Today, I went to the ‘Deep Learning and the Brain’ workshop. This post includes some excellent considerations I heard there on analogies between deep artificial networks and the cortex. I have included in this post yesterday’s intervention by Yoshua Bengio.
Yoshua Bengio (presented as “the second most cited Canadian computer scientist”) gave the “last but not least” talk at the Cosyne main meeting. I found quite a few neuroscientists I talked to were decidedly unimpressed by it, essentially because (I think) they feel the subject is not too relevant for neuroscience. He himself explains why his approach is different from the typical neuroscientist’s at the end. This talk was very general and mostly non-technical, which is something I like a lot at conferences. After all, papers exist for the details, and it’s extremely important to reflect on where a branch of science is going, openly and publicly.
So, what follows is what I got from his talk.
There has been a great interest in ML recently, due to the incredible success (including commercial success) of machine learning. Successful training of deep NN started in recent years, but it descends from the early connectionist approaches of the 80s. Before connectionism, a lot of work in early AI was done without learning at all, while instead giving knowledge to a computer, manually. Additionally, the representations weren’t distributed in the model. Now the learned function is seen as a composition of simpler operations (inspired by neural computation). Note that learning (also from connectionism), still comes from the global minimisation of an objective function, by seeing multiple examples, multiple times. What is new, though, with deep learning, compared to early connectionism? Many things, some of which have a biological inspiration:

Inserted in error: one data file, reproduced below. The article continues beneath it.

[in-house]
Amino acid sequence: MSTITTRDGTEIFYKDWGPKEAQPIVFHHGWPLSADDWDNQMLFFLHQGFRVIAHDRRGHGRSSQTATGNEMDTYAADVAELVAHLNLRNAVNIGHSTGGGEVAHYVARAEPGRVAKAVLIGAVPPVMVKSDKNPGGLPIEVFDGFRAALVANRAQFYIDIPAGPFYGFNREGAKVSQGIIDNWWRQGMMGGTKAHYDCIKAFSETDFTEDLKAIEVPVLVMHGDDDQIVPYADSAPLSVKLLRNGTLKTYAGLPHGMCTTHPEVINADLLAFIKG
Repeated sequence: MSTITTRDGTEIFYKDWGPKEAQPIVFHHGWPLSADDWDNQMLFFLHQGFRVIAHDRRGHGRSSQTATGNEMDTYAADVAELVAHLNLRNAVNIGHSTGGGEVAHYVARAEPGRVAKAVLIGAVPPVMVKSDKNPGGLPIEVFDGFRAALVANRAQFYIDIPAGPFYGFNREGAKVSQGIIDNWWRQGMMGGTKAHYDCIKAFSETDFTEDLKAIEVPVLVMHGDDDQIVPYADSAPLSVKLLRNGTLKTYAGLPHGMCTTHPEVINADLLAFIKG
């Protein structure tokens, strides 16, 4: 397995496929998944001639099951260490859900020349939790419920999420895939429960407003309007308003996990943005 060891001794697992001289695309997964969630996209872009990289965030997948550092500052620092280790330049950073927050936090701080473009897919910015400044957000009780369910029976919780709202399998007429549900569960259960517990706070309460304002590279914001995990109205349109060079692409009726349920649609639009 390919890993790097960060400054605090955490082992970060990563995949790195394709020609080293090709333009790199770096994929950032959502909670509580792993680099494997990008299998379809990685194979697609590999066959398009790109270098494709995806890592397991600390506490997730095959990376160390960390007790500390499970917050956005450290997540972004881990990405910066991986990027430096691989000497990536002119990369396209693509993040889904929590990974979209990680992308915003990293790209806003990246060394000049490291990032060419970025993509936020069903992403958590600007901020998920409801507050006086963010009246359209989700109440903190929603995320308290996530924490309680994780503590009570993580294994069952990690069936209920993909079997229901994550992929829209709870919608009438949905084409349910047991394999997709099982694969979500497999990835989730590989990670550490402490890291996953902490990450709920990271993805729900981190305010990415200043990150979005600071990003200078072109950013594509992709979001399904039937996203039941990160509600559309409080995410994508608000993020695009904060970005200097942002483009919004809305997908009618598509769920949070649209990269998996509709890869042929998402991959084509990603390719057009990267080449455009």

But there’s still a big gap between deep learning and neuroscience. Techniques such as backprop through time are impossible in a real brain. Backprop in general seems not to be biologically plausible as it is. And, of course, spikes. And neuron types. And neurotransmitter types. Note: backprop is not really only about supervised learning. In fact, it can be used for the unsupervised case: it’s the case of GANs, and also of a model predicting the next bit of data given the previous. Can we think of a sort of GAN in the brain? (Whoops, I missed a slide here, no answer!)
Learning rules that are both for machines and brains should be biologically plausible implementations of backprop. It’s not clear how to do this: joint training at a network level in the brain is a mystery. Some progress was made bridging the gap between DL, RBMs, STDP. I won’t report the technical details of his work here. An important point about the connection with STDP (see Hinton’s talk at Stanford, 2016) is the following: at the moment in ML algorithms we have a prediction phase and an update phase, which are separate. Weights/parameters are updated only in one phase.
So what else could be done in neuroscience to bridge this gap? Maybe DL predicts that there could be different phases: one with no weight update for pyramidal neurons, another where feedback is received and neural activation moves in a direction that “corrects” the prediction in some sort. If something like this is shown, than we have evidence for a backprop-like learning in the brain (but the opposite may also be true, I think).
Yes. We understand quite a lot. A lot more that in the brain.
The AI community is aware of this and there’s a lot of talking about this, up to the United Nations. See a conference called “beneficial AI”.
I found it interesting that he used, quite a few times, a differentiation between “we” and “you”, meaning “you neuroscientists”, in the talk. As I said above, he neatly explained the difference of his approach: instead of starting from the brain and trying to make sense of what it does (perhaps using the results in applications later), Bengio tries to find something that can work (in learning, in reasoning, etc.) and then has a look at whether these ideas apply to the brain. Matthias Bethge’s talk will elaborate on this.